Read J.K. Rowling's New Book, 'The Ickabog,' Online for Free

J.K. Rowling
Beloved Harry Potter author J.K. Rowling has released a brand new story online for free. John Phillips/Getty Images/J.K. Rowling/HowStuffWorks

Harry Potter fans of all ages now have the chance to find out what it would be like to have J.K. Rowling read them a bedtime story. Well, almost. That's because the bestselling author has begun releasing chapters of "The Ickabog," a story she wrote years ago to read to her own children each night.

"The Ickabog" tells the story of the mostly bountiful kingdom of Cornucopia, where a mythical monster — the Ickabog — lives "at the very northernmost tip of the country, in a wide patch of dark and often misty marsh too dangerous for humans to enter."


Rowling began unveiling "The Ickabog" on May 26, 2020 and will continue releasing it chapter by chapter — for free — every weekday until July 10 on its own dedicated website. While she wrote it as a read-aloud book, Rowling said that the story is also suitable for children to read to themselves. Dedicated adult fans will probably enjoy the "story about truth and the abuse of power," too.

So why is Rowling releasing "The Ickabog" now? She wrote in a Twitter thread that she always intended to publish it, but she put it away in her attic after the last Harry Potter book was released, and then she focused instead on two novels for adults. But with the coronavirus lockdown across the world, she pulled out the Ickabog story, updated it and decided to share it.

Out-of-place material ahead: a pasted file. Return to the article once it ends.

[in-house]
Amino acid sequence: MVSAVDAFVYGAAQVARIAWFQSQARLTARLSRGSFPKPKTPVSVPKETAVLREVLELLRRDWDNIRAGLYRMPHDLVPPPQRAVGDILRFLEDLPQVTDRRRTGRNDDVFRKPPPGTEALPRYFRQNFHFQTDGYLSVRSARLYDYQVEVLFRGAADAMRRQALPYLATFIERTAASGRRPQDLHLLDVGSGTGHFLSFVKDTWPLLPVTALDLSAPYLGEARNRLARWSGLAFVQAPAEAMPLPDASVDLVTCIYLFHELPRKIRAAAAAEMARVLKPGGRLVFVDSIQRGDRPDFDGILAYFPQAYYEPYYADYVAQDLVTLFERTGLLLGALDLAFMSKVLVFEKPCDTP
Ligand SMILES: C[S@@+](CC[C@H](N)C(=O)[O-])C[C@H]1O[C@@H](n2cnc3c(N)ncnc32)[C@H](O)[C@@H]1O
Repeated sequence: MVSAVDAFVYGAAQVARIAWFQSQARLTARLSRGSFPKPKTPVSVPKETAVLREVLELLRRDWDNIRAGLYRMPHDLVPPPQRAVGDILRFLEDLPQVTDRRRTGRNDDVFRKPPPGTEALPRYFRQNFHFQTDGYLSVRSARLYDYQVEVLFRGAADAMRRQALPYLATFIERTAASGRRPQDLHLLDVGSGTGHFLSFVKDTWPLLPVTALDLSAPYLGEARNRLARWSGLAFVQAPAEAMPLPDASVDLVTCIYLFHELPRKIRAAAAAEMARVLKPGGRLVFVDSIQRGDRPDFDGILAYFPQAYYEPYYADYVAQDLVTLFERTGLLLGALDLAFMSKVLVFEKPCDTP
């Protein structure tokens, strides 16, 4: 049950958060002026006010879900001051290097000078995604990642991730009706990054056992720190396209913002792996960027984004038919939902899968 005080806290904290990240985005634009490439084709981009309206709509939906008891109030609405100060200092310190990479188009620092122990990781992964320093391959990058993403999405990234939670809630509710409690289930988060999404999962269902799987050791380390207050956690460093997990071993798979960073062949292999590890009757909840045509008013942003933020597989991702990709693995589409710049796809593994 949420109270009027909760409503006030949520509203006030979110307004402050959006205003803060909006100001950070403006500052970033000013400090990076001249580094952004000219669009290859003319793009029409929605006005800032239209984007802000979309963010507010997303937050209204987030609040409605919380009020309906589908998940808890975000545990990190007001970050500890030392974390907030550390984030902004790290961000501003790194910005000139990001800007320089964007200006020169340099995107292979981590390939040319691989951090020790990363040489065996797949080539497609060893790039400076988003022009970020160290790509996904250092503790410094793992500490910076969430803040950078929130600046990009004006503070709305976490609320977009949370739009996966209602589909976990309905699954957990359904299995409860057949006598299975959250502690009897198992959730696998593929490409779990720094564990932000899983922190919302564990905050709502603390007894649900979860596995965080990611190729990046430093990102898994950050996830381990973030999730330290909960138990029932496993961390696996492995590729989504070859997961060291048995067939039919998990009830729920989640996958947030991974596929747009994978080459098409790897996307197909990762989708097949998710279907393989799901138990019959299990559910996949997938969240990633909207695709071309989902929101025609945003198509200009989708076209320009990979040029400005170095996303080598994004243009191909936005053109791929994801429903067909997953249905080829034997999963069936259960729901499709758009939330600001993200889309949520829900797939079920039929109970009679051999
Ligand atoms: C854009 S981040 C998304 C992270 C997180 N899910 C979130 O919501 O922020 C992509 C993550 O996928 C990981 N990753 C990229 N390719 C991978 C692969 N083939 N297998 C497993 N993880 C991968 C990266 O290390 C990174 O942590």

In addition to offering a new tale from the masterful storyteller — Rowling was quick to note on Twitter that "The Ickabog" is not a spin-off of Harry Potter — the release comes with a super-fun element for her youngest fans: an illustration competition. Rowling is inviting kids all over the world ages 7 to 12 to submit drawings and paintings that could be featured in a printed version of the book, scheduled to be published in November.

She wrote on Twitter that she will provide suggestions for drawings, "but nobody should feel constrained by my ideas. Let your imaginations run wild!" Rowling herself won't be judging the competition; that's left up to the book publishers. Young artists (or their parents and guardians) can also share their work on Twitter using the hashtag #TheIckabog.

Rowling plans to donate all royalties from sales of "The Ickabog" to help those affected by the coronavirus pandemic.